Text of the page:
APG to Honor Student and/or Young Professional with Strong Interest in Developing a Career in Genealogy
WHEAT RIDGE, Colo., 23 June 2014—The Association of Professional Genealogists (APG®) is now accepting applications for the APG Young Professional Scholarship. Requirements have been revised to reflect current economic and educational trends and to be more inclusive of young parents, military personnel, home school candidates, students, and those currently employed between the ages of 18-29. The scholarship goes to a student and/or young professional who aspires to a professional career in genealogy. The scholarship includes a registration for the APG Professional Management Conference (PMC) and a stipend of up to $1,000 to defray costs of travel and lodging at the conference. The winner will be announced in August 2014 for attendance at the APG PMC 2015, which will take place in Salt Lake City on 8–9 January 2015.
“It is exciting to see so many young people involved in genealogy, and we are thrilled to be able to support an up-and-coming professional genealogist with this scholarship,” said Kimberly T. Powell, APG President. “Our APG Professional Management Conference offers a unique opportunity to learn more about the business of genealogy and explore advanced genealogical topics, while networking with other professionals. We look forward to receiving many applications.”
APG Youth Scholarship Eligibility and Application Details
Eligible applicants are between the ages of 18 and 29 as of 1 January of 2014. This is open to a student, young professional, young parents, military personnel, home school, and currently employed individuals. You may apply for yourself, or on behalf of a worthy candidate.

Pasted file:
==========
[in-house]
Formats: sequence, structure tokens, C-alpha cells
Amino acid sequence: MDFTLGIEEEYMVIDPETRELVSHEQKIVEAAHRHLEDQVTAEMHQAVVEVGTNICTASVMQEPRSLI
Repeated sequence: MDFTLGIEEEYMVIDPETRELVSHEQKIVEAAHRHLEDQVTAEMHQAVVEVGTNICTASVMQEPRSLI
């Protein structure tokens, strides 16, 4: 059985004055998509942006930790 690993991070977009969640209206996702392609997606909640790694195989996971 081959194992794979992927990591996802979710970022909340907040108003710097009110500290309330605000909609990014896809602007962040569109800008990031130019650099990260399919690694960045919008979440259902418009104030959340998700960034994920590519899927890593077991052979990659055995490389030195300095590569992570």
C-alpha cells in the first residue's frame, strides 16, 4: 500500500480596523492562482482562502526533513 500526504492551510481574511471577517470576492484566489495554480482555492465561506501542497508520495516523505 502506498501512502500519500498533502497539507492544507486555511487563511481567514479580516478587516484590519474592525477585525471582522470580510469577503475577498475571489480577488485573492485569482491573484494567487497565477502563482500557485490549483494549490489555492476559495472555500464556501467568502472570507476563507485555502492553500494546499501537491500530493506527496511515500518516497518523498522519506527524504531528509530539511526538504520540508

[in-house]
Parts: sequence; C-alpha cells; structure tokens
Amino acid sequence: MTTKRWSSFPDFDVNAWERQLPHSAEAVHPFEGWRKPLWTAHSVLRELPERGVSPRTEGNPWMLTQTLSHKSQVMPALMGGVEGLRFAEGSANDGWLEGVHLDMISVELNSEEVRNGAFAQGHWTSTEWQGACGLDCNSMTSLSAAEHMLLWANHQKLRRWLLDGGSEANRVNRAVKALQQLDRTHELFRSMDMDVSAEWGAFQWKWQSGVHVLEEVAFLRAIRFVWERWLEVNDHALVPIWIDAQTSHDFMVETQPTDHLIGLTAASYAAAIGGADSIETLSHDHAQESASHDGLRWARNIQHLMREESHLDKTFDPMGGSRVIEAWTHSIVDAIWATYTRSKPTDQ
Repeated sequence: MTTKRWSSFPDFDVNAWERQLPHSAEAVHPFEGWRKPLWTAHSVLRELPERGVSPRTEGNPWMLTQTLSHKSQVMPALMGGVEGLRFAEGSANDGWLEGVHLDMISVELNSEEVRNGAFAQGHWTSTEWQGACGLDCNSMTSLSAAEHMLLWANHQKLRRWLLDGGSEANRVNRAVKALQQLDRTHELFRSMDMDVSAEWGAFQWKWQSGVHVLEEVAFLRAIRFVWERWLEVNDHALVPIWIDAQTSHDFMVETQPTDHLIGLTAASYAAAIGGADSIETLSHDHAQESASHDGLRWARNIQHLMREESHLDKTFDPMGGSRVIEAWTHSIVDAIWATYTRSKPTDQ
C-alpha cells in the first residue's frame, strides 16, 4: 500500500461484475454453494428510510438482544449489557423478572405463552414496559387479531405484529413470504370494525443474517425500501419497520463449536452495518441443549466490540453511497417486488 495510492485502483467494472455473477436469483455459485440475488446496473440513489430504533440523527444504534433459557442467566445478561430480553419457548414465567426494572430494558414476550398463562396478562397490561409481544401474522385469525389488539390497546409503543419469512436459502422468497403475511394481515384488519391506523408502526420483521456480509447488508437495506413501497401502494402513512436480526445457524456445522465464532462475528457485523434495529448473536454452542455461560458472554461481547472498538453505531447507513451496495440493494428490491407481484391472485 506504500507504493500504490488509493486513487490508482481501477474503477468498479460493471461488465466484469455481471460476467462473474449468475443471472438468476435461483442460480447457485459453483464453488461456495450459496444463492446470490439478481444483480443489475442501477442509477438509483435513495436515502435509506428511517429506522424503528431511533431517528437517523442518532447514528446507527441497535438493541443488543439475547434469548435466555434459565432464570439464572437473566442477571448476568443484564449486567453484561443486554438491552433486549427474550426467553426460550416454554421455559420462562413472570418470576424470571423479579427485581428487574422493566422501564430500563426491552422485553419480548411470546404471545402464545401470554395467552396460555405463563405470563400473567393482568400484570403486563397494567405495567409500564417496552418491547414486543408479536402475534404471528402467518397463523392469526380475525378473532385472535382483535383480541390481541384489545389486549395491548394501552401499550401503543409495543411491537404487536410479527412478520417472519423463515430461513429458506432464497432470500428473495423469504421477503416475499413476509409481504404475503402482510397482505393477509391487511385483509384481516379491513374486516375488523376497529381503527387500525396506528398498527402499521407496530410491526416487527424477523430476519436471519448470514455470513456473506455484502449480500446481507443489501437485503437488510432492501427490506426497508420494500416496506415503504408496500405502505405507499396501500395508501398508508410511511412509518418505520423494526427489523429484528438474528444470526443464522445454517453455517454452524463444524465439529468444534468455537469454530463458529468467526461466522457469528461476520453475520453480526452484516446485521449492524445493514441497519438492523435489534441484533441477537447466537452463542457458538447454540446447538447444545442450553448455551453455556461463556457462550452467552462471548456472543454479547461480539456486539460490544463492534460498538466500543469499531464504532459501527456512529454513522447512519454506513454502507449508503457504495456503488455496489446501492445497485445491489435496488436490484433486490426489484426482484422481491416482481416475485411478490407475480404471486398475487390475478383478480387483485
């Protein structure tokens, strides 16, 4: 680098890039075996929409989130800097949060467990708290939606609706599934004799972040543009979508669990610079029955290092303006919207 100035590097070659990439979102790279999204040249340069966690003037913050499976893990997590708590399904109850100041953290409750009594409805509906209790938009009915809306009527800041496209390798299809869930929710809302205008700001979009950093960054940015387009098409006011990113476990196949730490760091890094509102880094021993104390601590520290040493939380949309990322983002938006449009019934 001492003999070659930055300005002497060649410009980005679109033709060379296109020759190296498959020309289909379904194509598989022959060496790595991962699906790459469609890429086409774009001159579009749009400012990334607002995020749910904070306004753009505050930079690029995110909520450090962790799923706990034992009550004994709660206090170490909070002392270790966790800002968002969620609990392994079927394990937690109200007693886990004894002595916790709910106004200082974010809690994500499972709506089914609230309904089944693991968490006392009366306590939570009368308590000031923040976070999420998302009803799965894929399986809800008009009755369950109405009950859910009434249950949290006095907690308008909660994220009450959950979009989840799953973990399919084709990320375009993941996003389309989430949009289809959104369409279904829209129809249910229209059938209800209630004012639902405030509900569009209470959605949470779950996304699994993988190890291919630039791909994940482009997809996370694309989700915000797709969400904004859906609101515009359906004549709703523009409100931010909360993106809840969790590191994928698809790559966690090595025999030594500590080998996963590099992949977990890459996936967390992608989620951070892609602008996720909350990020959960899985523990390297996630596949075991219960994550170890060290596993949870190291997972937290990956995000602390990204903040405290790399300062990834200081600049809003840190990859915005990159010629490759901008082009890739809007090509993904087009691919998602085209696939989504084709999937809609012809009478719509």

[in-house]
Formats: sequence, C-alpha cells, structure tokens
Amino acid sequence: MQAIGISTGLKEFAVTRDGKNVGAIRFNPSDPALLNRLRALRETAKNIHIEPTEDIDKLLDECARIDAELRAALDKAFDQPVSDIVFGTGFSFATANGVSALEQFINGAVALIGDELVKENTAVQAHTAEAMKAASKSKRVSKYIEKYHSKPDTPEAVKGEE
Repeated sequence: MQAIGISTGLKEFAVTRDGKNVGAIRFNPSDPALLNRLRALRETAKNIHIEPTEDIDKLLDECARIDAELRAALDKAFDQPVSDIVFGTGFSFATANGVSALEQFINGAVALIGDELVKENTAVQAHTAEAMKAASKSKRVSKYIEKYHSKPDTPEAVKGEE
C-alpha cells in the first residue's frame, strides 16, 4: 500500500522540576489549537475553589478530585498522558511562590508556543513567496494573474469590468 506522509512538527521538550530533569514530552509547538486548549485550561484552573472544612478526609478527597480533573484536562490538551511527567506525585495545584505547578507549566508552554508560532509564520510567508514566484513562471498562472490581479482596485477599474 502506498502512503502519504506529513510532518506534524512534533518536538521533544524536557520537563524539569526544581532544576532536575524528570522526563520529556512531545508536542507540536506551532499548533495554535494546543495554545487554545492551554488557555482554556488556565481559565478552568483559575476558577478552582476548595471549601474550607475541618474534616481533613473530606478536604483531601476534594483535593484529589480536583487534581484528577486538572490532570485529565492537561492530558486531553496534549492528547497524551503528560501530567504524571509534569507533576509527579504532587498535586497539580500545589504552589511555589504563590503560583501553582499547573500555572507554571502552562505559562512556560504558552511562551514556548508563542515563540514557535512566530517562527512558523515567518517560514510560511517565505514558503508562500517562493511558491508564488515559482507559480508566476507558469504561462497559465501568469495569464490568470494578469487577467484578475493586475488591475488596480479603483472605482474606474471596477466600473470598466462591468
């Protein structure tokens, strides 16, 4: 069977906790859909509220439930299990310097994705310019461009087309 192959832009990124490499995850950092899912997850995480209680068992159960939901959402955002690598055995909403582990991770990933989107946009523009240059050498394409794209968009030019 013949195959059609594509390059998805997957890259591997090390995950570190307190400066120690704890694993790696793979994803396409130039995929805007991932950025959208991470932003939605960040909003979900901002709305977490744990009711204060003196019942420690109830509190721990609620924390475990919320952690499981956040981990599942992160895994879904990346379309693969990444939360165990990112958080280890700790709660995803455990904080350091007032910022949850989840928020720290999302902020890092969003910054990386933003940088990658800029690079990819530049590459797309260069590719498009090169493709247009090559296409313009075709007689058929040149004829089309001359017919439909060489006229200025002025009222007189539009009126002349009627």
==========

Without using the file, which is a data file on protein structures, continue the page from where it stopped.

Applications should contain the following: name; address; main contact phone number; email address; school name and/or school address (if applicable); list of extracurricular activities (including student organizations and volunteer activities); a general letter of recommendation; a letter of recommendation from an individual who has witnessed the applicant’s interest in genealogy; and short answers (500 to 750 words) to two questions. The questions are:
1) Discuss a specific record collection, media, digital source or other resource that has significantly changed your perspective about family history or research strategy along with the pros and cons of that record source, and how you used it to resolve a genealogical problem.
2) What do you envision a genealogical career will encompass in the next five years and how do you see yourself involved then?